Good habits are hard to come by. Charles Duhigg wrote the book on habit formation: The Power of Habit. On his site he lays out what he calls a neurological loop: Cue – Routine – Reward. If you look at pornography use, the cue is some factor like those I listed above. The routine is, well, the act of viewing/surfing porn. The reward is the release. I probably didn’t need to break that down for some of you, but just to make it clear.

Duhigg points to several types of cues.

  • Location
  • Time
  • Emotional State
  • Immediately Preceding Action

Looking at all of these aspects as influences on engaging in porn viewing can help one to see what leads to the behavior. By replacing the cue with something else, the behavior can be changed. This is also why it is so hard to break habits. We don’t pay attention to the repetitions we engage in an activity before we realize we have a bad habit. If you can change all of these cues and replace them with something different, you are well on your way to beating the problem.

Get Accountability

It should go without saying that accountability helps. I personally think that porn addiction is a little more difficult to conquer because of its solitary nature. Most people don’t talk about their sex lives with anyone. There aren’t typically visible signs or behaviors for others to see like with alcohol or drug addiction. And our culture, especially men, feel really insecure about their sexuality. Years of teasing in the locker room makes men act tough even though they are fragile.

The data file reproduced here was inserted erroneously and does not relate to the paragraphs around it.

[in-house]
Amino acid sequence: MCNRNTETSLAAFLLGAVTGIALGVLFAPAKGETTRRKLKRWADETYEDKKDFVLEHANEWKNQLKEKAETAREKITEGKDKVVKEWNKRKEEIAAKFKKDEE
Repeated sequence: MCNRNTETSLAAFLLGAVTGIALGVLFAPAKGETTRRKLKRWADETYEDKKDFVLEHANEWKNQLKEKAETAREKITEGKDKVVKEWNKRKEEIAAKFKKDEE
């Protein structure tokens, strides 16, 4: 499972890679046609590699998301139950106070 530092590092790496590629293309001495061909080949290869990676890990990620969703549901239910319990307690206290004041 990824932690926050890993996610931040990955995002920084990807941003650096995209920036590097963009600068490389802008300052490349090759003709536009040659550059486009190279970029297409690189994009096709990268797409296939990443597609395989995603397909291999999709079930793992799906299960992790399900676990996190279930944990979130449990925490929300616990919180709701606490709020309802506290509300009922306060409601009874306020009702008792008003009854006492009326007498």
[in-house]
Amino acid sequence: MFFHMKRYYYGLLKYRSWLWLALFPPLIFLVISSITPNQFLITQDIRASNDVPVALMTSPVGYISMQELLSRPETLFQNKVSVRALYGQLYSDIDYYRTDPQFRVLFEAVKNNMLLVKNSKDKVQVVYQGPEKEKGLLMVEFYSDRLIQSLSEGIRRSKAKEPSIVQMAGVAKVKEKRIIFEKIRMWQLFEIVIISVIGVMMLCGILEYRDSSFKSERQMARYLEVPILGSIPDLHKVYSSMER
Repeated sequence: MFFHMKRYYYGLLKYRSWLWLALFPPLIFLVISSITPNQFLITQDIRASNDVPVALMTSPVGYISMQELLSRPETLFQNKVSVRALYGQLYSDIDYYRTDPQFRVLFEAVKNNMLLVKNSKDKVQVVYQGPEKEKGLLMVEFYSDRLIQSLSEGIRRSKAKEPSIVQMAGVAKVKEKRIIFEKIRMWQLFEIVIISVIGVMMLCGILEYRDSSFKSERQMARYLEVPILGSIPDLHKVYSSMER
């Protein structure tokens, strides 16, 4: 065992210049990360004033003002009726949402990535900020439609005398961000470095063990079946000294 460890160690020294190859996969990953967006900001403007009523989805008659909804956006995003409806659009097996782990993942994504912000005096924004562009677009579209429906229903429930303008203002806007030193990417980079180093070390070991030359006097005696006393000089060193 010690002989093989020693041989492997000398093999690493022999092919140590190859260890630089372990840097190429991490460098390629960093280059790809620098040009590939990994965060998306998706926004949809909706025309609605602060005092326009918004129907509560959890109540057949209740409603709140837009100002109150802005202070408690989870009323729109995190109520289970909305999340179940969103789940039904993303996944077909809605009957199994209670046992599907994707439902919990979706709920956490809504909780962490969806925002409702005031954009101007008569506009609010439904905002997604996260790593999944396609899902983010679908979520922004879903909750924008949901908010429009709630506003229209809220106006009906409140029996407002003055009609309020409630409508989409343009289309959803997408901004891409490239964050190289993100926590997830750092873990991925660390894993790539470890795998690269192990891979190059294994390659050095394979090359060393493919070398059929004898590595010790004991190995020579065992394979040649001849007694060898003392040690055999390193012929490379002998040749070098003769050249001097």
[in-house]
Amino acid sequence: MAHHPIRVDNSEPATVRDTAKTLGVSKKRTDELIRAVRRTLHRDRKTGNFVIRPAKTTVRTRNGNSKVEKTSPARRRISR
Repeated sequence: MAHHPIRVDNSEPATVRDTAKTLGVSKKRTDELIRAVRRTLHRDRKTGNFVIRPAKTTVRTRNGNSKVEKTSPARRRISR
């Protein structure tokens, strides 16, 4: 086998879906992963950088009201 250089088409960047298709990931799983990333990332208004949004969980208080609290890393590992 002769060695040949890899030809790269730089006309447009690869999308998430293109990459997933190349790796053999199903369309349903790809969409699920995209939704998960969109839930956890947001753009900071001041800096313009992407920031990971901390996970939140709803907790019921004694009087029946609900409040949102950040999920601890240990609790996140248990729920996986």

Become a Stoic

The Stoic mindset is making a comeback in recent years. The Art of Manliness does a great podcast Introduction to Stoicism. To sum up the Stoic ideals in less than a sentence:

Purposefully make yourself uncomfortable.

I am not talking about beating yourself with a whip every time you look at porn (you might actually like that). No. I am talking about putting your body in uncomfortable situations that are not life threatening or physically harmful. For example, instead of taking a hot shower, turn the water over to the cold and see how long you can stand there before you can’t take it anymore. If you normally run a mile, push to run one and a half. Don’t turn the AC down so much in the summer. Wear a little lighter clothing in the winter. Try intermittent fasting.

It’s about the act of subjecting your body to your will. If you learn you can push yourself past certain physical limits you thought you had, it will be easier to control the urges of compulsory masturbation.

Exercise

This comes directly from the above idea. Pushing yourself physically when you exercise will help you gain mastery over your body. If you feel like you can’t make that last rep, do it anyway. Too tired to run that extra hundred yards? Do it. The more you push yourself when you feel like to can’t go any further, the more you will be able to go further.

After listening to several Navy Special Weapons Operators speak about SEAL training, they all say it is mostly mental. Yes, some men can’t do it physically. Most men who can’t, don’t even go there. The big thing that separates them is the mental aspect. Learning to conquer the mental hurdle is what allowed Marcus Luttrell, the Lone Survivor, to crawl seven miles to safety. We don’t think we can do something until we try and are tested. And when we test ourselves in other ways, we learn we can do more than we thought we could.

I hope these tips help you or someone in your life. If you are reading this, talk it over with someone you love to see. They may have an addiction you don’t even know about.